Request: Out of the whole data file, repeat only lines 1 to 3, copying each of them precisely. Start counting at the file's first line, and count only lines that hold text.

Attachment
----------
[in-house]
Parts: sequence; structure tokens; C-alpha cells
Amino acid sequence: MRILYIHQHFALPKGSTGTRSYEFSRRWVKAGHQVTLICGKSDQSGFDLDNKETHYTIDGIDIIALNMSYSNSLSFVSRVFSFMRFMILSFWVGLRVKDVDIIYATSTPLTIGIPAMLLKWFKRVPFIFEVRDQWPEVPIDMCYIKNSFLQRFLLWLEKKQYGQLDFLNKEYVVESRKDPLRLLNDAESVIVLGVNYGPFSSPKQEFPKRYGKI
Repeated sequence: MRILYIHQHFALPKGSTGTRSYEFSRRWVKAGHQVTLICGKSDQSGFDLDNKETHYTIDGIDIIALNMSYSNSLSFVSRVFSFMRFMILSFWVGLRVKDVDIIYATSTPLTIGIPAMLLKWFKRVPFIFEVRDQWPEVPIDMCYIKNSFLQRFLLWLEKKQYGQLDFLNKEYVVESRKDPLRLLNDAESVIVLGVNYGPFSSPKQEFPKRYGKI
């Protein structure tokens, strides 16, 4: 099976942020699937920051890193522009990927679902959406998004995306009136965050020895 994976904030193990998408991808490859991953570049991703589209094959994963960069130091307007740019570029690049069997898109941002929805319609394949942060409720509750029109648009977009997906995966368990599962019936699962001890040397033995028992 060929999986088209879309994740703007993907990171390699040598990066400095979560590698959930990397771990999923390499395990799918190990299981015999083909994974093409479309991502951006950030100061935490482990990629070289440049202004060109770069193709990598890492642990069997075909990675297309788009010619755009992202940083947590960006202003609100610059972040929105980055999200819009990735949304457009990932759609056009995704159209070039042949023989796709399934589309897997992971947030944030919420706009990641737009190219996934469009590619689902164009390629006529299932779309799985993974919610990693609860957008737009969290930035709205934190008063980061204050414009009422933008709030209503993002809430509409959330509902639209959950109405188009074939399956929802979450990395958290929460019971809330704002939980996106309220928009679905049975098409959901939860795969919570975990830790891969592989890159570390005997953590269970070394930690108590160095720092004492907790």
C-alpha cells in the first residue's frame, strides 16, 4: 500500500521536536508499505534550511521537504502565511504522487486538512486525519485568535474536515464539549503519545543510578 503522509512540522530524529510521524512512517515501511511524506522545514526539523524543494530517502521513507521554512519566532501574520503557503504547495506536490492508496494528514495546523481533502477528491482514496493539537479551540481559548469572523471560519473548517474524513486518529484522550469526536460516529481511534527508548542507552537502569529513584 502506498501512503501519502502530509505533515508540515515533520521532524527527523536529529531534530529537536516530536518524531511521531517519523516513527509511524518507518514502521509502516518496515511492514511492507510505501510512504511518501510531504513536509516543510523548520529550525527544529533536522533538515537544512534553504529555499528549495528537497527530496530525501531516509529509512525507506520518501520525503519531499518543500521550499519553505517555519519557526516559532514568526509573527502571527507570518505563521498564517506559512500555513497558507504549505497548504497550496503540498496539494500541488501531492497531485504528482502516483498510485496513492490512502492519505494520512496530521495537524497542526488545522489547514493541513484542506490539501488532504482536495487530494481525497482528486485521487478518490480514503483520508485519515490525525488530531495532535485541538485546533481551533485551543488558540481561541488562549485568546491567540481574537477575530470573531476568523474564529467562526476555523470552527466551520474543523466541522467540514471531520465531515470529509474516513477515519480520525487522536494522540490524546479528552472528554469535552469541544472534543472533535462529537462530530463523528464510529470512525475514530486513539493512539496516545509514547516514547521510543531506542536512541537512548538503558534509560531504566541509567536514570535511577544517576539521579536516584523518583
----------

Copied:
[in-house]
Parts: sequence; structure tokens; C-alpha cells
Amino acid sequence: MRILYIHQHFALPKGSTGTRSYEFSRRWVKAGHQVTLICGKSDQSGFDLDNKETHYTIDGIDIIALNMSYSNSLSFVSRVFSFMRFMILSFWVGLRVKDVDIIYATSTPLTIGIPAMLLKWFKRVPFIFEVRDQWPEVPIDMCYIKNSFLQRFLLWLEKKQYGQLDFLNKEYVVESRKDPLRLLNDAESVIVLGVNYGPFSSPKQEFPKRYGKI